Skip to Main Content
Westminster College Logo

Banned Books Week: Let Freedom Read!

October 1-7, 2023

Let Freedom Read!

About Banned Books Week

Banned Books Week is a weeklong celebration of freedom (f-READ-om??) and a way to highlight current and historical attempts to censor books in libraries and schools. Reading is an indispensable tool for intellectual freedom, and this annual event supports the freedom to seek and express ideas - the freedom to read the books that challenge us (even those which may be considered unpopular or uncomfortable). Removing or restricting access to books creates barriers. Books have the power to reach across boundaries - to build connections between readers by allowing us to share our stories with one another. 

In conjunction with the American Library Association’s Banned Books Week, McGill Library declares this week Freedom to Read Week! This week, let’s talk about how we can all benefit from the American shared freedom to choose and read books for our own interests. To learn more about Banned Books Week, visit the American Library Association's Banned & Challenged Books page.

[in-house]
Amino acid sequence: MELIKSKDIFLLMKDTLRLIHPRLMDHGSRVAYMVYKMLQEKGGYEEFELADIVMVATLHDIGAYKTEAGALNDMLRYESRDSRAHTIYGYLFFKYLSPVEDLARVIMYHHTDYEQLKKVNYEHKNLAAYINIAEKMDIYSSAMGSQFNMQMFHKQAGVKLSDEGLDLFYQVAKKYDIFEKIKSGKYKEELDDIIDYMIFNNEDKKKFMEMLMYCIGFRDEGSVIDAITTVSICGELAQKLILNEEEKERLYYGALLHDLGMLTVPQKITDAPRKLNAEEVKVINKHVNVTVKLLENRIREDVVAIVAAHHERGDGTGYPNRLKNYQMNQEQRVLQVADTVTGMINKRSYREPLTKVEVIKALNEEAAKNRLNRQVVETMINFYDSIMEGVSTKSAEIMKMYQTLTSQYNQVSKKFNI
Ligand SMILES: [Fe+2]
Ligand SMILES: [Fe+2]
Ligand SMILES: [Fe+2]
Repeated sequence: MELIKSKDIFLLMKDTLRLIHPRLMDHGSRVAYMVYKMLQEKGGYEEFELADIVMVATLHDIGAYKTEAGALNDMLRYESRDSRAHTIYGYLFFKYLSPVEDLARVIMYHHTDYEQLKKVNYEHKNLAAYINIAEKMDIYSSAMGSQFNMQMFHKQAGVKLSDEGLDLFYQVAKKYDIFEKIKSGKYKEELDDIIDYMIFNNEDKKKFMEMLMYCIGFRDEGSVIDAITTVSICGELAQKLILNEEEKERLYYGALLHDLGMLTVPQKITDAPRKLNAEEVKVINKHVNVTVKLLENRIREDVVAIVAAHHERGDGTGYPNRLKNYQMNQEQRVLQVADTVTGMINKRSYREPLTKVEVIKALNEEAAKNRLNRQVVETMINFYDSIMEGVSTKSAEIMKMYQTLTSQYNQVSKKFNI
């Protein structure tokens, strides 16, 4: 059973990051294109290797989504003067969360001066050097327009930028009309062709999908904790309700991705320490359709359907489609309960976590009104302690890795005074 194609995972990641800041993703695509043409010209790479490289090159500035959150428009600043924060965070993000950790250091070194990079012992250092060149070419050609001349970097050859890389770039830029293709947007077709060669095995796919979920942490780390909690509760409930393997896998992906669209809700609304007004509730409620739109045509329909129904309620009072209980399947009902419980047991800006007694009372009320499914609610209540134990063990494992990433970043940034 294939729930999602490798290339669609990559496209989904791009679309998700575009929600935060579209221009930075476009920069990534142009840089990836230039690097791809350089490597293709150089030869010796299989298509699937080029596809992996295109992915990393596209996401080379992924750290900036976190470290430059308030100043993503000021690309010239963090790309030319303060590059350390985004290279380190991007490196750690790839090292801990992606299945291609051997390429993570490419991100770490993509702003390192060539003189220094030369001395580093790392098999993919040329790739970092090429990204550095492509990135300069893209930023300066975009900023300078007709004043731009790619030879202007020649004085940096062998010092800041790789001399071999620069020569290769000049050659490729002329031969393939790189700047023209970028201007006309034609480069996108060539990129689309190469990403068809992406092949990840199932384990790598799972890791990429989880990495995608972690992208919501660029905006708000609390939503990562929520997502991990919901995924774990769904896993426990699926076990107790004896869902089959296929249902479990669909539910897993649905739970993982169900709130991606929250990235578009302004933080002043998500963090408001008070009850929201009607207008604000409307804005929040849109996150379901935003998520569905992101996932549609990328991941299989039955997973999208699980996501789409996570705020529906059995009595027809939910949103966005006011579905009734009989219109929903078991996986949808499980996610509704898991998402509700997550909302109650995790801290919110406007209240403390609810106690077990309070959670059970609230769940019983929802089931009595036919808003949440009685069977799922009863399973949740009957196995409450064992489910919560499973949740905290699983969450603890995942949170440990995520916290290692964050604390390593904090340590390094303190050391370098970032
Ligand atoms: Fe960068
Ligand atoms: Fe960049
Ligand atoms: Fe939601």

Top 13 Most Challenged Books of 2022

The ALA's Office for Intellectual Freedom (OIF) tracks any reported attempts to ban books across America. In 2022, OIF documented 1,269 demands to censor library books and resources! This is the highest number of attempted book bans since the ALA began compiling data about censorship over 20 years ago. The unparalleled number of reported book challenges in 2022 nearly doubles the 729 book challenges reported in 2021. Censors targeted a record 2,571 unique titles in 2022, a 38% increase from the 1,858 unique titles targeted for censorship in 2021. Of the reported titles, the vast majority were written by/about members of the LGBTQIA+ community, Black people, Indigenous people, and people of color.

A challenge is an attempt to remove or restrict materials, based upon the objections of a person or group. A banning is the removal of those materials.

Statistics courtesy of the American Library Association.

Frequently Banned & Challenged Books

The ALA Office for Intellectual Freedom (OIF) has been tracking and recording attempts to ban books since 1990. The following list is just a snapshot of the most banned and challenged books. For a more extensive list and some great information, visit the ALA page for more Frequently Challenged Books

Censorship by the Numbers


Profile Photo
Kira Hess
McGill 109